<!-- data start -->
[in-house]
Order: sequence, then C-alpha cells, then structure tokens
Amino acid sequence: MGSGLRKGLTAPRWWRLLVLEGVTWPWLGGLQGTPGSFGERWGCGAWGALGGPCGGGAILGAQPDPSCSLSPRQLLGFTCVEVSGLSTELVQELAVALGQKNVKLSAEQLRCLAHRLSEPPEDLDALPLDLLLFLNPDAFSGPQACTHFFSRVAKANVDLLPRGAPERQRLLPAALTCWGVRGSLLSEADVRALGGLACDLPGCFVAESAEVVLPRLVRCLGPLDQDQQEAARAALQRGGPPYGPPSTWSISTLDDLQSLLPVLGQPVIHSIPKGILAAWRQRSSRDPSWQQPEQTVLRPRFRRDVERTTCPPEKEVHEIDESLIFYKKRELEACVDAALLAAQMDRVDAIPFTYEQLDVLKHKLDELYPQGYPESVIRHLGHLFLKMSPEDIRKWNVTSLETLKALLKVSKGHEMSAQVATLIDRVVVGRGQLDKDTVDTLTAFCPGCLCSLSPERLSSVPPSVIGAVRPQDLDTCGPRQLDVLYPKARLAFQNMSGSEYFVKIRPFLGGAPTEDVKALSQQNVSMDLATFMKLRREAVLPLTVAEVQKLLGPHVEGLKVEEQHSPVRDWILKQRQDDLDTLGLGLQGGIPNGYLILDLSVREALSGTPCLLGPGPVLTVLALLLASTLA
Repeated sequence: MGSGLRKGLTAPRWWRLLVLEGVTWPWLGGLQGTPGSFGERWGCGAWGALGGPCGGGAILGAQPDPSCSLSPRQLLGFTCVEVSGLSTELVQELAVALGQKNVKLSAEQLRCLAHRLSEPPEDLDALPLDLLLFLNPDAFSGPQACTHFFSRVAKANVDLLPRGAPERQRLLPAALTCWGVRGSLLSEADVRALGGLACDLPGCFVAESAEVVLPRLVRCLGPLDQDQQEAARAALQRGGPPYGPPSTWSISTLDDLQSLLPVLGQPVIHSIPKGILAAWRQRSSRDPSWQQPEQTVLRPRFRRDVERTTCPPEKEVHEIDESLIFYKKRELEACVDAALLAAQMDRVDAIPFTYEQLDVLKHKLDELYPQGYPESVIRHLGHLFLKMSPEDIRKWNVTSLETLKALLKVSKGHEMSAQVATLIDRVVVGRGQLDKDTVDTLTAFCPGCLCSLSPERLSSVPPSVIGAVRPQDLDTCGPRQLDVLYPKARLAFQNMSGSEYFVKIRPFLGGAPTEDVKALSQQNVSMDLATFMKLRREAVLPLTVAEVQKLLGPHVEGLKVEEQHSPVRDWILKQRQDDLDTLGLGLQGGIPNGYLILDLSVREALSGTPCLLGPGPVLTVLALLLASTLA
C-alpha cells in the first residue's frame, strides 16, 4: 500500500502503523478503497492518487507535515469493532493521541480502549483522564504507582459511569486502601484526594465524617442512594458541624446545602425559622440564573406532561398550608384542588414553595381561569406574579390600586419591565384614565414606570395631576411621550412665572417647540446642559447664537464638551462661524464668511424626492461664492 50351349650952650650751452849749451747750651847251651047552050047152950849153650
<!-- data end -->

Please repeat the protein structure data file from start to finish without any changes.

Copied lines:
[in-house]
Order: sequence, then C-alpha cells, then structure tokens
Amino acid sequence: MGSGLRKGLTAPRWWRLLVLEGVTWPWLGGLQGTPGSFGERWGCGAWGALGGPCGGGAILGAQPDPSCSLSPRQLLGFTCVEVSGLSTELVQELAVALGQKNVKLSAEQLRCLAHRLSEPPEDLDALPLDLLLFLNPDAFSGPQACTHFFSRVAKANVDLLPRGAPERQRLLPAALTCWGVRGSLLSEADVRALGGLACDLPGCFVAESAEVVLPRLVRCLGPLDQDQQEAARAALQRGGPPYGPPSTWSISTLDDLQSLLPVLGQPVIHSIPKGILAAWRQRSSRDPSWQQPEQTVLRPRFRRDVERTTCPPEKEVHEIDESLIFYKKRELEACVDAALLAAQMDRVDAIPFTYEQLDVLKHKLDELYPQGYPESVIRHLGHLFLKMSPEDIRKWNVTSLETLKALLKVSKGHEMSAQVATLIDRVVVGRGQLDKDTVDTLTAFCPGCLCSLSPERLSSVPPSVIGAVRPQDLDTCGPRQLDVLYPKARLAFQNMSGSEYFVKIRPFLGGAPTEDVKALSQQNVSMDLATFMKLRREAVLPLTVAEVQKLLGPHVEGLKVEEQHSPVRDWILKQRQDDLDTLGLGLQGGIPNGYLILDLSVREALSGTPCLLGPGPVLTVLALLLASTLA
Repeated sequence: MGSGLRKGLTAPRWWRLLVLEGVTWPWLGGLQGTPGSFGERWGCGAWGALGGPCGGGAILGAQPDPSCSLSPRQLLGFTCVEVSGLSTELVQELAVALGQKNVKLSAEQLRCLAHRLSEPPEDLDALPLDLLLFLNPDAFSGPQACTHFFSRVAKANVDLLPRGAPERQRLLPAALTCWGVRGSLLSEADVRALGGLACDLPGCFVAESAEVVLPRLVRCLGPLDQDQQEAARAALQRGGPPYGPPSTWSISTLDDLQSLLPVLGQPVIHSIPKGILAAWRQRSSRDPSWQQPEQTVLRPRFRRDVERTTCPPEKEVHEIDESLIFYKKRELEACVDAALLAAQMDRVDAIPFTYEQLDVLKHKLDELYPQGYPESVIRHLGHLFLKMSPEDIRKWNVTSLETLKALLKVSKGHEMSAQVATLIDRVVVGRGQLDKDTVDTLTAFCPGCLCSLSPERLSSVPPSVIGAVRPQDLDTCGPRQLDVLYPKARLAFQNMSGSEYFVKIRPFLGGAPTEDVKALSQQNVSMDLATFMKLRREAVLPLTVAEVQKLLGPHVEGLKVEEQHSPVRDWILKQRQDDLDTLGLGLQGGIPNGYLILDLSVREALSGTPCLLGPGPVLTVLALLLASTLA
C-alpha cells in the first residue's frame, strides 16, 4: 500500500502503523478503497492518487507535515469493532493521541480502549483522564504507582459511569486502601484526594465524617442512594458541624446545602425559622440564573406532561398550608384542588414553595381561569406574579390600586419591565384614565414606570395631576411621550412665572417647540446642559447664537464638551462661524464668511424626492461664492 50351349650952650650751452849749451747750651847251651047552050047152950849153650